[The following passage is from C. S. Lewis’ Miracles, 1947.]
Probability is founded on the presumption of a resemblance between those objects of which we have had experience and those of which we have had none; and therefore it is impossible that this presumption can arise from probability.
HUME, Treatise of Human Nature, I, iii, vi.
The argument up to date shows that miracles are possible and that there is nothing antecedently ridiculous in the stories which say that God has sometimes performed them. This does not mean, of course, that we are committed to believing all stories of miracles. Most stories about miraculous events are probably false: if it comes to that, most stories about natural events are false. Lies, exaggerations, misunderstandings and hearsay make up perhaps more than half of all that is said and written in the world. We must therefore find a criterion whereby to judge any particular story of the miraculous. In one sense, of course, our criterion is plain. Those stories are to be accepted for which the historical evidence is sufficiently good. But then, as we saw at the outset, the answer to the question, ‘How much evidence should we require for this story?’ depends on our answer to the question, ‘How far is this story intrinsically probable?’ We must therefore find a criterion of probability.
The ordinary procedure of the modern historian, even if he admits the possibility of miracle, is to admit no particular instance of it until every possibility of ‘natural’ explanation has been tried and failed. That is, he will accept the most improbable ‘natural’ explanations rather than say that a miracle occurred. Collective hallucination, hypnotism of unconsenting spectators, widespread instantaneous conspiracy in lying by persons not otherwise known to be liars and not likely to gain by the lie—all these are known to be very improbable events: so improbable that, except for the special purpose of excluding a miracle, they are never suggested. But they are preferred to the admission of a miracle.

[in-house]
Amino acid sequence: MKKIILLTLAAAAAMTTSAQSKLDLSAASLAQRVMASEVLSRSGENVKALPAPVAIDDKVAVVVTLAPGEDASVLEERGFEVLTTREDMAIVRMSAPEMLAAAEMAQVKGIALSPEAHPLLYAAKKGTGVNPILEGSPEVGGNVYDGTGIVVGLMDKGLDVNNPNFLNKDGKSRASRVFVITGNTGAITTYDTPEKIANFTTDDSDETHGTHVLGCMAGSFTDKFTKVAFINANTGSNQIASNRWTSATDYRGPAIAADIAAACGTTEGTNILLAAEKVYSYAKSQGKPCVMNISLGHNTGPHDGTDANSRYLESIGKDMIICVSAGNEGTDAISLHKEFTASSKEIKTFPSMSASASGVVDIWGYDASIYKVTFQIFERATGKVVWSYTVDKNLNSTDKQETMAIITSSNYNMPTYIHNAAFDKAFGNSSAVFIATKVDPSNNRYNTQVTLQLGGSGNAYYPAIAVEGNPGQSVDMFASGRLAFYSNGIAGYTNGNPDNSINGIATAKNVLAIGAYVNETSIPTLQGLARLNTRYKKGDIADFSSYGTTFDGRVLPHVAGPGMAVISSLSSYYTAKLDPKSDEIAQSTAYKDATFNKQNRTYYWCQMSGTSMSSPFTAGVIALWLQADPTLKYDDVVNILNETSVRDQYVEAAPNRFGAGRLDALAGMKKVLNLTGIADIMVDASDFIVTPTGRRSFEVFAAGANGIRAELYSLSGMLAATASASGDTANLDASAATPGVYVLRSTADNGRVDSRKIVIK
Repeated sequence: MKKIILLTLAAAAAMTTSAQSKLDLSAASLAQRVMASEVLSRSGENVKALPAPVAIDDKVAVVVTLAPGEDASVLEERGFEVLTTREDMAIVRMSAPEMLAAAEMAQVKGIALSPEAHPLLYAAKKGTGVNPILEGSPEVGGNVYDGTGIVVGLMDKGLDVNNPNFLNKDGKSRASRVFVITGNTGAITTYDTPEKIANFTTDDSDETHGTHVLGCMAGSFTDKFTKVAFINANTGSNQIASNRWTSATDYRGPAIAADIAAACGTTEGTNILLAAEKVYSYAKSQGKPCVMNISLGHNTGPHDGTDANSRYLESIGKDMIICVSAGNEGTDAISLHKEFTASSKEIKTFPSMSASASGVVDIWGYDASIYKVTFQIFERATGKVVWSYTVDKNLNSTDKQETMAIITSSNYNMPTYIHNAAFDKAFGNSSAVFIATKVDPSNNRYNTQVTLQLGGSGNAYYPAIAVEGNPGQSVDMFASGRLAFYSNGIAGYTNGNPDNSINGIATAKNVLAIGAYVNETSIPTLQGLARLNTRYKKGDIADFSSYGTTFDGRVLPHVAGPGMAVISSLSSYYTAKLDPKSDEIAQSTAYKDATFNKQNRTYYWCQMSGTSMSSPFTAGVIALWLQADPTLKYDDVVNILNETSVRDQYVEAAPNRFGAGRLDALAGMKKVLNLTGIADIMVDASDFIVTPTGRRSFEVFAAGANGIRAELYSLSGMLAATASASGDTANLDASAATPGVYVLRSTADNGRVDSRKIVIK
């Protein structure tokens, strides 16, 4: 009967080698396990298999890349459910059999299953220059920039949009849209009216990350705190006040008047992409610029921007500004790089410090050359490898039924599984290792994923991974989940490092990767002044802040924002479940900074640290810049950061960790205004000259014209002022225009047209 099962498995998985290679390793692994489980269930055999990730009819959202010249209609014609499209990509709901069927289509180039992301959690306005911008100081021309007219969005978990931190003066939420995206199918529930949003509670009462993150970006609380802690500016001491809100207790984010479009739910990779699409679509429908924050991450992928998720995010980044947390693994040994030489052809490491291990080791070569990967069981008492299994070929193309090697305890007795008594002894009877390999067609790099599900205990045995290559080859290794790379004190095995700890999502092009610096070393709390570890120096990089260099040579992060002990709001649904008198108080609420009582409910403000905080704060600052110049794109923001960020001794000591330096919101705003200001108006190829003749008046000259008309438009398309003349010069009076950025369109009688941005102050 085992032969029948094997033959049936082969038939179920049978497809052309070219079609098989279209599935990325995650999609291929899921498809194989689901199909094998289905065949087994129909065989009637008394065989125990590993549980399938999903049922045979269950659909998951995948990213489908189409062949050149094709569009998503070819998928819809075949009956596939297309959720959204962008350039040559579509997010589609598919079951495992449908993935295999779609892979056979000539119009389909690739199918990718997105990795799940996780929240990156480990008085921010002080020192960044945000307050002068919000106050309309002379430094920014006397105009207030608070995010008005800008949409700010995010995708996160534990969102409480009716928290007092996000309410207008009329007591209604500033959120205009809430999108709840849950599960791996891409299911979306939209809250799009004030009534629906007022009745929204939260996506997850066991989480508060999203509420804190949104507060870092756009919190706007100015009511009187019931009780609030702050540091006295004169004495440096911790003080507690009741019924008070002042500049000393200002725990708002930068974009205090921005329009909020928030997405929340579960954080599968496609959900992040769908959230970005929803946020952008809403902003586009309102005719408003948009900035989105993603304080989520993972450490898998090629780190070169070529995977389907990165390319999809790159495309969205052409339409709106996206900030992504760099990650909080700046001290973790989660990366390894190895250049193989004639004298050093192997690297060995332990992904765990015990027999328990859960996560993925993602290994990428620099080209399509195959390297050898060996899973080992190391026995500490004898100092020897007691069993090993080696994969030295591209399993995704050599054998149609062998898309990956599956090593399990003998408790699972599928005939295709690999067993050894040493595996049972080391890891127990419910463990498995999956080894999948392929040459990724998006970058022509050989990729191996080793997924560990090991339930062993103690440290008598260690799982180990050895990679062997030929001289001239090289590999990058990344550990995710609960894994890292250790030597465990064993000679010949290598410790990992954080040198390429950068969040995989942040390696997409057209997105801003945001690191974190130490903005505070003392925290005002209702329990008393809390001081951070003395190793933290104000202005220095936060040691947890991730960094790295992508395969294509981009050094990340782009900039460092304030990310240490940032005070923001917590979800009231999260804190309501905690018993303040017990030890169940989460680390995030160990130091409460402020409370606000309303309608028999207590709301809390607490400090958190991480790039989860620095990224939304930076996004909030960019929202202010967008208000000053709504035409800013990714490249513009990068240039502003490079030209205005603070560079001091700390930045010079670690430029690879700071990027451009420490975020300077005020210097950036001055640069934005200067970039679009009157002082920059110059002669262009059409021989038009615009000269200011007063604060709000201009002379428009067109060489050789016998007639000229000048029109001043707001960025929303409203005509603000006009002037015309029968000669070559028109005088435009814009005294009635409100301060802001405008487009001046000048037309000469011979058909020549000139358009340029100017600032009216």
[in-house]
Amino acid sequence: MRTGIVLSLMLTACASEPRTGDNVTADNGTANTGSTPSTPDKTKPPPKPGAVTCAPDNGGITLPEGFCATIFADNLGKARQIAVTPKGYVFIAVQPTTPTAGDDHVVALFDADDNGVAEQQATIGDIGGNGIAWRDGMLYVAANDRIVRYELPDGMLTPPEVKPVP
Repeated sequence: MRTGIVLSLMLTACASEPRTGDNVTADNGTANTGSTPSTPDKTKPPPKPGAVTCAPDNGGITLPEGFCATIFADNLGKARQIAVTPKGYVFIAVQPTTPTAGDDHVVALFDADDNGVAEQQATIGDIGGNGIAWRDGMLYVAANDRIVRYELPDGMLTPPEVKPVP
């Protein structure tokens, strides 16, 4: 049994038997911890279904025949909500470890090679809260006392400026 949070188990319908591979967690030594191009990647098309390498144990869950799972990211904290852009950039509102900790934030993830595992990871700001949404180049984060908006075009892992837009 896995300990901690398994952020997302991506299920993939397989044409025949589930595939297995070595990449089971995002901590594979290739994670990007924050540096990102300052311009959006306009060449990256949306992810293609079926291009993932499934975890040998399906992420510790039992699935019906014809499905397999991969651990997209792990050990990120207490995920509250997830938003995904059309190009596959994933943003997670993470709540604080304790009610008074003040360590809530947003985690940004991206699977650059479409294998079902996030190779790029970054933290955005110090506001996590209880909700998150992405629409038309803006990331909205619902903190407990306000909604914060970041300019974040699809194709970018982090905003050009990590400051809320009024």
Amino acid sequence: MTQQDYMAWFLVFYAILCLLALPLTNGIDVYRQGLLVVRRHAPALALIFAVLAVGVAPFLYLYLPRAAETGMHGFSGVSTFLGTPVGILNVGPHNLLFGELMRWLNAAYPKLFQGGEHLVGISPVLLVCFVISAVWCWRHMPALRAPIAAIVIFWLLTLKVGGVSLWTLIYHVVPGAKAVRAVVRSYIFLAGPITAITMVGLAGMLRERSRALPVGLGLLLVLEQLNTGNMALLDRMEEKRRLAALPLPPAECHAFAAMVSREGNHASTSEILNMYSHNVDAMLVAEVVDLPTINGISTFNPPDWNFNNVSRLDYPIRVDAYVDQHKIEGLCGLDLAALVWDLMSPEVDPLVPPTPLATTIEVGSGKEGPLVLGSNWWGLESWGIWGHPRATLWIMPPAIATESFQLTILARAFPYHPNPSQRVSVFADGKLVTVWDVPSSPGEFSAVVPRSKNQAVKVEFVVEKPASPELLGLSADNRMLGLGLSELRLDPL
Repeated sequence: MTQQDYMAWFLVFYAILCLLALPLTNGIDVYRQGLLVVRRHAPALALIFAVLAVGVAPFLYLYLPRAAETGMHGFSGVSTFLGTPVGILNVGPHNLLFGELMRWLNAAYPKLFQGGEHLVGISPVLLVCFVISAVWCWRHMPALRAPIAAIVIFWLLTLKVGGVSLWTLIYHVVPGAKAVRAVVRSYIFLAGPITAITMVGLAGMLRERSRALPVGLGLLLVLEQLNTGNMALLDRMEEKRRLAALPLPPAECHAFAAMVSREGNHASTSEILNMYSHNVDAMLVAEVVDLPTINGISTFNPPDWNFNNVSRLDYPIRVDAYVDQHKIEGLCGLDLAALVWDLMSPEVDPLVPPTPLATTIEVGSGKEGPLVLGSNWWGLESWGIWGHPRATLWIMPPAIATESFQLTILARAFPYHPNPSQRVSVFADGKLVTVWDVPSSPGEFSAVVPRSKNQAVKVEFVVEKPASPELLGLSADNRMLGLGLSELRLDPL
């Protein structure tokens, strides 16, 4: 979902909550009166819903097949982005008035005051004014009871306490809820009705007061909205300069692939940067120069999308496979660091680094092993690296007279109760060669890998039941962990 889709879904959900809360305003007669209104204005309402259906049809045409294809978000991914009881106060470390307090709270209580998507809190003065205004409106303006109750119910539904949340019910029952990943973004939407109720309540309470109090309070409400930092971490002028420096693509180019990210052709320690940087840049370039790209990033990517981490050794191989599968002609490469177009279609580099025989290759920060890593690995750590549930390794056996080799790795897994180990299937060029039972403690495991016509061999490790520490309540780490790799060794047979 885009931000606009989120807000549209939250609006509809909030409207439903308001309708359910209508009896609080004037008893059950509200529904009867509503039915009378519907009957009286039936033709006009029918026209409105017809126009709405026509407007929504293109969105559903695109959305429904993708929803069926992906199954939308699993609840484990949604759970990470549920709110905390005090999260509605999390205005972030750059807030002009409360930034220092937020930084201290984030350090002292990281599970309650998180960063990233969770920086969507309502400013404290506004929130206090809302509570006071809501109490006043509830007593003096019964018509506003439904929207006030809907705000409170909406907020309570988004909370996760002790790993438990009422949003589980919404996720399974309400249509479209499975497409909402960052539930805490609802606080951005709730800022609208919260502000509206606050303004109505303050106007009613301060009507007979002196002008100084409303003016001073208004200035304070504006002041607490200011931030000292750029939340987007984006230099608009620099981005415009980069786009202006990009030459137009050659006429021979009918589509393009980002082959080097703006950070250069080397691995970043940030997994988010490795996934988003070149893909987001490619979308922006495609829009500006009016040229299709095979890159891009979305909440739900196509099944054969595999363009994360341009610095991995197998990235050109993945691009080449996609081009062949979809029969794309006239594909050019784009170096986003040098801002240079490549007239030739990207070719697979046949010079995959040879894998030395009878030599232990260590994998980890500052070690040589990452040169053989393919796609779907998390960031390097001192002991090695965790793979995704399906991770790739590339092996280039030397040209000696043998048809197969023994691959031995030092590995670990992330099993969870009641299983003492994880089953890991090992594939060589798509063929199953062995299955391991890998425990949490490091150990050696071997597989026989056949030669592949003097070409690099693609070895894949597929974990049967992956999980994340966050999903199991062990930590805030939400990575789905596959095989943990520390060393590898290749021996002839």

Such a procedure is, from the purely historical point of view, sheer midsummer madness unless we start by knowing that any Miracle whatever is more improbable than the most improbable natural event. Do we know this?
We must distinguish the different kinds of improbability. Since miracles are, by definition, rarer than other events, it is obviously improbable beforehand that one will occur at any given place and time. In that sense every miracle is improbable. But that sort of improbability does not make the story that a miracle has happened incredible; for in the same sense all events whatever were once improbable. It is immensely improbable beforehand that a pebble dropped from the stratosphere over London will hit any given spot or that any one particular person will win a large lottery. But the report that the pebble has landed outside such and such a shop or that Mr So-and-So has won the lottery is not at all incredible. When you consider the immense number of meetings and fertile unions between ancestors which were necessary in order that you should be born, you perceive that it was once immensely improbable that such a person as you should come to exist: but once you are here, the report of your existence is not in the least incredible. With probability of this kind—antecedent probability of chances—we are not here concerned. Our business is with historical probability.
Ever since Hume’s famous Essay it has been believed that historical statements about miracles are the most intrinsically improbable of all historical statements. According to Hume, probability rests on what may be called the majority vote of our past experiences. The more often a thing has been known to happen, the more probable it is that it should happen again; and the less often the less probable. Now the regularity of Nature’s course, says Hume, is supported by something better than the majority vote of past experiences: it is supported by their unanimous vote, or, as Hume says, by ‘firm and unalterable experience.’ There is, in fact, ‘uniform experience’ against Miracle; otherwise, says Hume, it would not be a Miracle. A miracle is therefore the most improbable of all events. It is always more probable that the witnesses were lying or mistaken than that a miracle occurred.